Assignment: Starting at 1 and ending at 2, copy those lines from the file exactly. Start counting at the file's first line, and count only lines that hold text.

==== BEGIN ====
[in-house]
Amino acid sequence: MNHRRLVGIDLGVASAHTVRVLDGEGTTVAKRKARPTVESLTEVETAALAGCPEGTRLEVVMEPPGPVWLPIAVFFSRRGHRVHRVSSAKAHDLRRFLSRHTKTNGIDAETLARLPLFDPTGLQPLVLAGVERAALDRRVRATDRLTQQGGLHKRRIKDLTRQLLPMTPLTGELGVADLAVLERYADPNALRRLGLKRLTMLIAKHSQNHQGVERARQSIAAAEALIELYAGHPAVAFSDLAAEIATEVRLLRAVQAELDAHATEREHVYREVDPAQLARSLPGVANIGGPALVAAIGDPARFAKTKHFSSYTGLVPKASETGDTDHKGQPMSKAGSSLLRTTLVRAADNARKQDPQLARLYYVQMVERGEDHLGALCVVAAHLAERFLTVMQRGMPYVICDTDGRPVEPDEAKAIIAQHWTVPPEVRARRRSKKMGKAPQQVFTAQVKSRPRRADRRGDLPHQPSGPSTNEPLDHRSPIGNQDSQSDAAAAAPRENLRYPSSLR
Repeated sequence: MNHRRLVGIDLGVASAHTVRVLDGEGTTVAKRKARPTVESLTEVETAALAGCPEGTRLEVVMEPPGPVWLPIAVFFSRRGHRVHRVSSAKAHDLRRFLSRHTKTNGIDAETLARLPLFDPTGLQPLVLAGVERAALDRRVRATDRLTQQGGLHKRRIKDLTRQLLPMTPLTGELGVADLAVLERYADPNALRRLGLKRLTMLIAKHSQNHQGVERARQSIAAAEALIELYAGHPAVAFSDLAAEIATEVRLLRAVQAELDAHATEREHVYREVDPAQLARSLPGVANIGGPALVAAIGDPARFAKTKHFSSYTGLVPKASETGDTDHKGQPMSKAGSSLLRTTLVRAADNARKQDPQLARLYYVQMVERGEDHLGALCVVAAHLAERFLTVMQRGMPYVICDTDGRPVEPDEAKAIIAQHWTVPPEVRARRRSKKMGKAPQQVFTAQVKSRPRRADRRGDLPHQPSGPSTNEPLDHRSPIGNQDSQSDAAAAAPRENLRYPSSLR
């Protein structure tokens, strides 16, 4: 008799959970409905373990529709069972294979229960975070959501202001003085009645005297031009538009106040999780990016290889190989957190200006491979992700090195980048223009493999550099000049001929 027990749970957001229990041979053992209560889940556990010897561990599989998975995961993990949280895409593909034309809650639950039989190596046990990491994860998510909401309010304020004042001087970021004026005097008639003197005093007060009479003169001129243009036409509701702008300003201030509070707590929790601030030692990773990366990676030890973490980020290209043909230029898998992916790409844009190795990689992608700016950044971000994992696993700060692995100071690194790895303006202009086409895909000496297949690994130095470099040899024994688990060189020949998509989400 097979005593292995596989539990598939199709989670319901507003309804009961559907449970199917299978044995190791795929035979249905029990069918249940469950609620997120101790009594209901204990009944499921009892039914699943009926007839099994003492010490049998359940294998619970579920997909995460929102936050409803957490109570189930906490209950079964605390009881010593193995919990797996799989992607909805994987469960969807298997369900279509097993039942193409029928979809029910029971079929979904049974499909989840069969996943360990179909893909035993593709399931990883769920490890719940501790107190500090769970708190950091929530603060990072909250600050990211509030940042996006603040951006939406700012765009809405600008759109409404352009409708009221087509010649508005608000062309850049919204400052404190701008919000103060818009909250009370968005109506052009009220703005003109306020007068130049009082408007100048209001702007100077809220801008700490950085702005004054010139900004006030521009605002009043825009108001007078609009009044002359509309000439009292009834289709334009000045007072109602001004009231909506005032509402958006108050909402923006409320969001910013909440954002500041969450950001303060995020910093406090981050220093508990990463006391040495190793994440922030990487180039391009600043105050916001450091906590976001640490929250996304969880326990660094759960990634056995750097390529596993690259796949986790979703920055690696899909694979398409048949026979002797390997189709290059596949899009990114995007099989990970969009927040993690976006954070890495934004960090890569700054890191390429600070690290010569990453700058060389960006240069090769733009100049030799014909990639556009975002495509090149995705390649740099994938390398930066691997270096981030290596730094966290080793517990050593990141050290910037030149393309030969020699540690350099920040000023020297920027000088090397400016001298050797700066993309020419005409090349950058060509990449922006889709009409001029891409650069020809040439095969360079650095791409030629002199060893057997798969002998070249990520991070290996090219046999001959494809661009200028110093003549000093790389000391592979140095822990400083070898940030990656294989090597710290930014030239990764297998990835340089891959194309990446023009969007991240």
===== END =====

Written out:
[in-house]
Amino acid sequence: MNHRRLVGIDLGVASAHTVRVLDGEGTTVAKRKARPTVESLTEVETAALAGCPEGTRLEVVMEPPGPVWLPIAVFFSRRGHRVHRVSSAKAHDLRRFLSRHTKTNGIDAETLARLPLFDPTGLQPLVLAGVERAALDRRVRATDRLTQQGGLHKRRIKDLTRQLLPMTPLTGELGVADLAVLERYADPNALRRLGLKRLTMLIAKHSQNHQGVERARQSIAAAEALIELYAGHPAVAFSDLAAEIATEVRLLRAVQAELDAHATEREHVYREVDPAQLARSLPGVANIGGPALVAAIGDPARFAKTKHFSSYTGLVPKASETGDTDHKGQPMSKAGSSLLRTTLVRAADNARKQDPQLARLYYVQMVERGEDHLGALCVVAAHLAERFLTVMQRGMPYVICDTDGRPVEPDEAKAIIAQHWTVPPEVRARRRSKKMGKAPQQVFTAQVKSRPRRADRRGDLPHQPSGPSTNEPLDHRSPIGNQDSQSDAAAAAPRENLRYPSSLR